He shook his head tiredly, gesturing that he needed a second to catch his breath.
    “No.” He gasped. “Worse.” He slung his arm around me, the maid on the porch peering at us curiously.
    “I just got back from the Stock Exchange. Dow Jones has fallen a record 60 points.”
    My eyes bugged out at it. Immediately I jumped into action, hurtling into the house with all my strength, told Louisa, my wife of 4 years, and gathered my coat and books.

    My brother was still waiting for me, with a look of shock still registering on his face. I surfaced out of the hallway. “To the garage!” I yelled furiously. “We must get there at once!”
    “It’s no use,” he announced placidly. “It’s no use.” He lumbered slowly, deliberately, to the porch, where I saw him discreetly reach for his handkerchief.
    Meanwhile, I started up the car as fast as I possibly could, taking off for the city. I could hardly believe it. Our fortune was wiped away in the course of just two days. I urged the car to somehow go faster.

    I arrived at Wall Street just an hour later, needing to have parked the car three blocks away and walk, the crowds of now unemployed men were so dense. Shouting and protesting were everywhere, and policemen were closely watching the doors of all of the banks, especially the Stock Exchange. I wrestled myself to the front, almost being hit by a few men wanting to save their spot, reached the policemen.

    “I need to get in there!” I wildly cried out to one of the officers, gesticulating towards the door.
    “Sorry, sir,” he replied with narrowed eye. “It’s all full in there. Whatever money you had in there, its probably gone by now.” He unceremoniously turned to the side. “Good day.”
    I was shocked out of my wits. Someone shoved my back to the side.
    “Not so high and mighty now, eh?” Some rough-and-tumble skyscraper worker cackled beside me. I almost didn’t even hear him. I retreated out of the crowd, feeling that the sky was falling on me. I barely felt myself moving as I walked back, started up the car, and drove back up past the streets. The skyscrapers were now no longer spires of wealth, but giants mocking my frailty.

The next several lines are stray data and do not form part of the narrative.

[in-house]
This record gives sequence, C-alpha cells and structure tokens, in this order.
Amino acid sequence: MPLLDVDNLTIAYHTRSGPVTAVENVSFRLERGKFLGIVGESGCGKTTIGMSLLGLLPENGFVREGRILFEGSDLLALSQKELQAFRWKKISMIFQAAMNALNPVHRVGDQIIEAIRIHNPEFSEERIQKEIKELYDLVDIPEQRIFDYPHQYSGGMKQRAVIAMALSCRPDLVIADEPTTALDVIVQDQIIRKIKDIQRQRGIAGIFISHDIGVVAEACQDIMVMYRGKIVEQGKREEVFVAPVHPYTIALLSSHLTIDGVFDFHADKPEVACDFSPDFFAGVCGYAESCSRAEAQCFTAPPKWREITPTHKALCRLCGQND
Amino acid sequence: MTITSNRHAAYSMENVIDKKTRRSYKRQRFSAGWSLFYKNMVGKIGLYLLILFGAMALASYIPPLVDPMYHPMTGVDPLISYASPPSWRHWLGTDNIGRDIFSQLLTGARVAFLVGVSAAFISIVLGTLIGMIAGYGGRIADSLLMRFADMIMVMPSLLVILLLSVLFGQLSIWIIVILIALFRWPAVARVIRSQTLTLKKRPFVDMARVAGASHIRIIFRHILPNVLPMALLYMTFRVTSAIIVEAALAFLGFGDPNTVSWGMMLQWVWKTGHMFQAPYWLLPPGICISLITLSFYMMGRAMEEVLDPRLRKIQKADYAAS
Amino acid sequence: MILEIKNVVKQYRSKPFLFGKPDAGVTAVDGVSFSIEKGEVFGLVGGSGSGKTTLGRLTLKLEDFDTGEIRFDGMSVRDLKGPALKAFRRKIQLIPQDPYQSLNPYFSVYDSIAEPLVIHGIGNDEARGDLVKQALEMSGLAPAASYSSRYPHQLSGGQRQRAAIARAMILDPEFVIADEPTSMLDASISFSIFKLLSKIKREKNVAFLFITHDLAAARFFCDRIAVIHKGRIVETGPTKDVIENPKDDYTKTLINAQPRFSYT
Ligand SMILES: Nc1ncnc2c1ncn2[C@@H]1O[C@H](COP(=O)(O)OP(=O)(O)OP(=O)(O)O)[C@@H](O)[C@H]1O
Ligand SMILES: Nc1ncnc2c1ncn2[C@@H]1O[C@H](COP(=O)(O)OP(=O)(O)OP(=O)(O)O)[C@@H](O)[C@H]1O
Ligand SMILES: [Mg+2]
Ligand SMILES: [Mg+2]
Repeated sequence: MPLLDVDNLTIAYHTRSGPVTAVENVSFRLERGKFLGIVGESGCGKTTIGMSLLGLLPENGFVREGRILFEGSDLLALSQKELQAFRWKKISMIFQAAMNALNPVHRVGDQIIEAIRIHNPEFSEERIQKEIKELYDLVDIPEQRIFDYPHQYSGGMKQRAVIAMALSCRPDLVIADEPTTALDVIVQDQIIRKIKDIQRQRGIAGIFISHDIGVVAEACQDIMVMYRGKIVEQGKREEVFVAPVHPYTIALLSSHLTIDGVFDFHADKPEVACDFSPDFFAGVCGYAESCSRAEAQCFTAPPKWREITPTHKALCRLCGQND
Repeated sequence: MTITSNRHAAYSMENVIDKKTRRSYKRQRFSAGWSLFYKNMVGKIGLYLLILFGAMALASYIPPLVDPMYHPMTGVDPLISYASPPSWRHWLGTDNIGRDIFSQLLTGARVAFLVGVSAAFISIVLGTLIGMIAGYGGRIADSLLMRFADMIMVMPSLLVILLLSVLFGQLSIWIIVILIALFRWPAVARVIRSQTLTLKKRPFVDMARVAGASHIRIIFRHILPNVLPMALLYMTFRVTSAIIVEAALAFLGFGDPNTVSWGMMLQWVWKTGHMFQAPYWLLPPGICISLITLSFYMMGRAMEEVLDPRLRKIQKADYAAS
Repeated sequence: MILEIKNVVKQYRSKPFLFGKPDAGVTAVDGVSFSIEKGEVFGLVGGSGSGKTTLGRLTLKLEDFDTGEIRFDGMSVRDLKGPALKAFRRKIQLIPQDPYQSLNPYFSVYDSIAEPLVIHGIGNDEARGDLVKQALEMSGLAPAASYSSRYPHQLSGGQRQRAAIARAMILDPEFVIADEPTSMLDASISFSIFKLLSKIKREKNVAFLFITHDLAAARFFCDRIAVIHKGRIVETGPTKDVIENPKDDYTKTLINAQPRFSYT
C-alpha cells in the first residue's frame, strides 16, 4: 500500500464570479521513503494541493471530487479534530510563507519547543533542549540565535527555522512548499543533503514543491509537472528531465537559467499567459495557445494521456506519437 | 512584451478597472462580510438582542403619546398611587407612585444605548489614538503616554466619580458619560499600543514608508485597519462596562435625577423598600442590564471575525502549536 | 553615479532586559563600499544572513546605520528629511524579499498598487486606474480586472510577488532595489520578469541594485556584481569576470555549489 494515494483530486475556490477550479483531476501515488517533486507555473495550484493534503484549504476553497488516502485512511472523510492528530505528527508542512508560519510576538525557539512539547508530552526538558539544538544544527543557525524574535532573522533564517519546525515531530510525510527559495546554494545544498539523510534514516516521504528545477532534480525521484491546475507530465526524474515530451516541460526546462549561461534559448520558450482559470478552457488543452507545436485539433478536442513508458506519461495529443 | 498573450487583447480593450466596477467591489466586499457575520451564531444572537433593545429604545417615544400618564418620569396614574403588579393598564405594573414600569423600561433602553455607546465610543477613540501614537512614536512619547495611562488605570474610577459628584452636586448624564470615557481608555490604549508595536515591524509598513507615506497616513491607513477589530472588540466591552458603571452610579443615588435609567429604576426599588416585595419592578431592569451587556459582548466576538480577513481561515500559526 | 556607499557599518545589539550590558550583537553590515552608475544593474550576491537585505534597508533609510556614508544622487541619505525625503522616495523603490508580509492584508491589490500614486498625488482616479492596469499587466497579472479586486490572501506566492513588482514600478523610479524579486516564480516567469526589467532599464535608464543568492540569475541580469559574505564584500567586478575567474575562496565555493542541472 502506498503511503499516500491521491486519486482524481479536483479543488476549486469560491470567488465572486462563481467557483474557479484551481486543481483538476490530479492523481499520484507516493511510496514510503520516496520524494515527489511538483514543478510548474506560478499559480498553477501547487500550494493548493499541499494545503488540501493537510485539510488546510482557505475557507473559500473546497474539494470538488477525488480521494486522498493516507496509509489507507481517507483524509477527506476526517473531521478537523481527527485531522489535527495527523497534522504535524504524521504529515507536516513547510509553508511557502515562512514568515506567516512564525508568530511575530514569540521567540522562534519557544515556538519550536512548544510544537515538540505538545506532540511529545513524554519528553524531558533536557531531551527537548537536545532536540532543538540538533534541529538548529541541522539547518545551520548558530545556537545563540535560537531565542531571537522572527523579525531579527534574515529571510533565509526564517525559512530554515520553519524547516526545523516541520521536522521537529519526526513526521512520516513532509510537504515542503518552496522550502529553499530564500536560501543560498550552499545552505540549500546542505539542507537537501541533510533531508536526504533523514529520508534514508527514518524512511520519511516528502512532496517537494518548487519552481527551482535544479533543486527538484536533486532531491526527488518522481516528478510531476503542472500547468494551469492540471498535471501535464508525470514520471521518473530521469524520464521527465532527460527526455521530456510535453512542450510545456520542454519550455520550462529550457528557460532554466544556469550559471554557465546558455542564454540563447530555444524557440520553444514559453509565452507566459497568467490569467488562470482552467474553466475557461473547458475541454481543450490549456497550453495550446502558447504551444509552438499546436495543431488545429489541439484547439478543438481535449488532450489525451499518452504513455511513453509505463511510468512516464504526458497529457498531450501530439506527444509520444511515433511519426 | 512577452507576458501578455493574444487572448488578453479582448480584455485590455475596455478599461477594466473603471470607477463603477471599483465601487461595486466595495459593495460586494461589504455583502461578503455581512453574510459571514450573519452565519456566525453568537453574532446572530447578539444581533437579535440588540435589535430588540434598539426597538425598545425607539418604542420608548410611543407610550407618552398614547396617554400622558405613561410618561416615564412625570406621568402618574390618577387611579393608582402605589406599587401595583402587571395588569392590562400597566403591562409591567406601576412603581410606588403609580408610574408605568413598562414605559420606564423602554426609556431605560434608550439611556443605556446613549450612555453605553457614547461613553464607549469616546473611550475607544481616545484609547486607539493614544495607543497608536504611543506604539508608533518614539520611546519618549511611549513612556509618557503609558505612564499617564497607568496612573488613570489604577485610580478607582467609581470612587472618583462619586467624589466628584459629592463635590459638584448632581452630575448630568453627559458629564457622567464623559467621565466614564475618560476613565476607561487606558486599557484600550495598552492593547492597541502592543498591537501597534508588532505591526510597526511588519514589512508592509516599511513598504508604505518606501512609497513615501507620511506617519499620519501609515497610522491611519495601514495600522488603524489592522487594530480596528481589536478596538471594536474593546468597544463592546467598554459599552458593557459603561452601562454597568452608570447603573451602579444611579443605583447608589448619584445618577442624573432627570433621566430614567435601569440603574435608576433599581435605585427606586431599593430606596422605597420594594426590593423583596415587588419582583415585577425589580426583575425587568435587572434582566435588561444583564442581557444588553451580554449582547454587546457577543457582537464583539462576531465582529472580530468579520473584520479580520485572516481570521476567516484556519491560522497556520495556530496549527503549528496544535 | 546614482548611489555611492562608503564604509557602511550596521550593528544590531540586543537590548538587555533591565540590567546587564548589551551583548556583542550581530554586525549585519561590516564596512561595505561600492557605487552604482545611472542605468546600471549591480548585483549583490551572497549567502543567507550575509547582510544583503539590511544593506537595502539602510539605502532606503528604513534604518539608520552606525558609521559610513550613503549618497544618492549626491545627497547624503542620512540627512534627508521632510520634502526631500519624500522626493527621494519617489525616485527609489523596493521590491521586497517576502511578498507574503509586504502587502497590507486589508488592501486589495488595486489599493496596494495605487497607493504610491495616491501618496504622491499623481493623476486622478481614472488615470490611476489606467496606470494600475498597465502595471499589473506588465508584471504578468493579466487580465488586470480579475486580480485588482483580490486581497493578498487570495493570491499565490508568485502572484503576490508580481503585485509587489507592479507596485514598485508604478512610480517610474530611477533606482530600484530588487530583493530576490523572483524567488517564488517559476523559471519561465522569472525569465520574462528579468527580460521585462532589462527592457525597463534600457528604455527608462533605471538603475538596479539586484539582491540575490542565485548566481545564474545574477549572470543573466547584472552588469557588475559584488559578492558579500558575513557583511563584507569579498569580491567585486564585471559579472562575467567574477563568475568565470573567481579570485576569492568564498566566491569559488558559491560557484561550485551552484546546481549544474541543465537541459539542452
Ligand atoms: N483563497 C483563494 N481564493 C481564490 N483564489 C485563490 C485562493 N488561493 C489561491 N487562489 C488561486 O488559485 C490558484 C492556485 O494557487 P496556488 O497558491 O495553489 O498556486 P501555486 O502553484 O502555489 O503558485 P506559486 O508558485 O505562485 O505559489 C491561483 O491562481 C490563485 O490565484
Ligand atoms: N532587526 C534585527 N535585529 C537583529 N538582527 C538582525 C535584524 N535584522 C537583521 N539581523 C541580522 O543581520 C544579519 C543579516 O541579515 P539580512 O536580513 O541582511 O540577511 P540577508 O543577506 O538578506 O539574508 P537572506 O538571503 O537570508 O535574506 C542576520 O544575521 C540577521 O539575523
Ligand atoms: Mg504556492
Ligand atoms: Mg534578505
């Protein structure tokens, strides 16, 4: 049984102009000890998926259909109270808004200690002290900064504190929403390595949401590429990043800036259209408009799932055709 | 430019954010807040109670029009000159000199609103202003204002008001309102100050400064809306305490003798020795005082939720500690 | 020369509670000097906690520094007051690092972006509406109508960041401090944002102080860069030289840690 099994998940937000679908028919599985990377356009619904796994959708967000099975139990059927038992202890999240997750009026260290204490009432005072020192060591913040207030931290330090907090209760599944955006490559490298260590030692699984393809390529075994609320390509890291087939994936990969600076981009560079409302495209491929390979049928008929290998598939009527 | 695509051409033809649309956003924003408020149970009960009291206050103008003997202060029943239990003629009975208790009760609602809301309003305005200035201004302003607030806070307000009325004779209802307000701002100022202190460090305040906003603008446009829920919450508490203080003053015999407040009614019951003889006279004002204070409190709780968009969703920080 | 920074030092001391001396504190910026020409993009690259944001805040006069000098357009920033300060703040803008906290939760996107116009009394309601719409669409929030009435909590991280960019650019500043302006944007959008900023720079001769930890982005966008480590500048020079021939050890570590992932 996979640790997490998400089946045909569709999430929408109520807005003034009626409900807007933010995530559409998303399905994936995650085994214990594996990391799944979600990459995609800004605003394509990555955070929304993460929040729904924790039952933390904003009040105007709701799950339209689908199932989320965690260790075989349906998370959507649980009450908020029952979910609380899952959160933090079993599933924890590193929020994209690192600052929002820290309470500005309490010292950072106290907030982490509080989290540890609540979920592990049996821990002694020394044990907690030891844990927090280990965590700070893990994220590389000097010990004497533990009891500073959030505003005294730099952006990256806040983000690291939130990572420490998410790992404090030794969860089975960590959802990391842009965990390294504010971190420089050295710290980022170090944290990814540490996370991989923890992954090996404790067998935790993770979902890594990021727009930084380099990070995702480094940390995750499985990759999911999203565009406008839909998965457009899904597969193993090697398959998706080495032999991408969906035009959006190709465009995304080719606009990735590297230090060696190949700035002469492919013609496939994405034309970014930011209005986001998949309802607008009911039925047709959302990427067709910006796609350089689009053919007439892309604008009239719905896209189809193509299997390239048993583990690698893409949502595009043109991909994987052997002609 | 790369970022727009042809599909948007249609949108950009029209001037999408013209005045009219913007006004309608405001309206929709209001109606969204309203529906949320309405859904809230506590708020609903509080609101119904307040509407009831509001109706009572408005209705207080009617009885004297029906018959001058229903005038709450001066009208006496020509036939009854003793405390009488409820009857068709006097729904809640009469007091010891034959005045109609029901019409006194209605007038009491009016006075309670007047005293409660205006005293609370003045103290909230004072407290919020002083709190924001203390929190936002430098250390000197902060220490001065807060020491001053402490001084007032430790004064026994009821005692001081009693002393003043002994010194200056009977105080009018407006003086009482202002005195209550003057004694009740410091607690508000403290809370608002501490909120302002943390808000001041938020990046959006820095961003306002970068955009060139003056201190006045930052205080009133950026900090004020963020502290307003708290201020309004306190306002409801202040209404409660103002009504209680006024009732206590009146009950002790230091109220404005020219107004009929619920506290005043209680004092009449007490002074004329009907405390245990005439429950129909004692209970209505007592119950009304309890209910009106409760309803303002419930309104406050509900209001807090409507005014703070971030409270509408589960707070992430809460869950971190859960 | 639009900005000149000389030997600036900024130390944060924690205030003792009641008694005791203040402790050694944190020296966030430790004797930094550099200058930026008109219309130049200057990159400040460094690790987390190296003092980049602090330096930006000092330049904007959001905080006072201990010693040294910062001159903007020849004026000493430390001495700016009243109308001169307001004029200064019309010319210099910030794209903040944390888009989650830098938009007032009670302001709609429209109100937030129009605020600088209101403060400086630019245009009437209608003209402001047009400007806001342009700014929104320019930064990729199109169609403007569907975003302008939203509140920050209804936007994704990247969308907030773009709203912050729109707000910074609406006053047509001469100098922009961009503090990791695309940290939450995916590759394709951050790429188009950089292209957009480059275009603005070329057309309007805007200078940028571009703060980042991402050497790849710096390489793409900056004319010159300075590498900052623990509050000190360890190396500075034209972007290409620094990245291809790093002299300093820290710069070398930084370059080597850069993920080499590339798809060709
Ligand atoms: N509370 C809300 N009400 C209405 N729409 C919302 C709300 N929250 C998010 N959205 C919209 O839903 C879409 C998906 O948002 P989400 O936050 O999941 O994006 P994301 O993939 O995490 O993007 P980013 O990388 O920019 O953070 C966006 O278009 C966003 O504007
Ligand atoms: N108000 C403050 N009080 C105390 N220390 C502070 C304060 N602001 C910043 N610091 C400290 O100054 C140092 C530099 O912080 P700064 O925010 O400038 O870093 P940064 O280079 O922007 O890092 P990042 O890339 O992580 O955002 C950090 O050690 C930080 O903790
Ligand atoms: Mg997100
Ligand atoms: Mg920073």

A month later, I sat in my mansion, or whatever was left of it, sitting stonily in my chair across from my wife. Half of our fortune was irretrievably lost in the stock market, 30 million down the tubes. And now, almost every day for the past two weeks, we had been forced to sell the airplane, car, and half of our furniture to pay for all of the bills and credit. And the stocks kept falling still. As for my brother Jack, he had not surfaced from his room for the past twelve hours, and I did not expect him to in the next twelve.

    “We must accept what God has given us,” I said, harsh and cold. “No regrets.”
    “Some wisdom saying that,” my wife said. “You’re the one that wasted our money on foolish things.”
    I suddenly exploded, leaping out of my chair.
    “You stupid fool!” I announced, scaring the remaining maids back into the halls. “You approved all this, goaded me on, petted my pretty cash like it was some lost pet that would always return! The lavish parties, the dresses, all of it!” She stood as well.
    “Look, Richard. We didn’t know that this was going to happen. You are right that we must forget the past. Now simmer down, and admit that we both made mistakes in the past four years.”
    I wearily sat down, and so did she. The grandfather clock kept ticking.

    By six months after that, the middle of 1930, what we now all called the Great Depression had begun. Our fortune was virtually gone, but we were determined to hold on- together. We would eventually survive the depression, going on to live in more prosperity after the Second World War, have three children, and more.

    But that, my friend, is a story for another day, for the other side.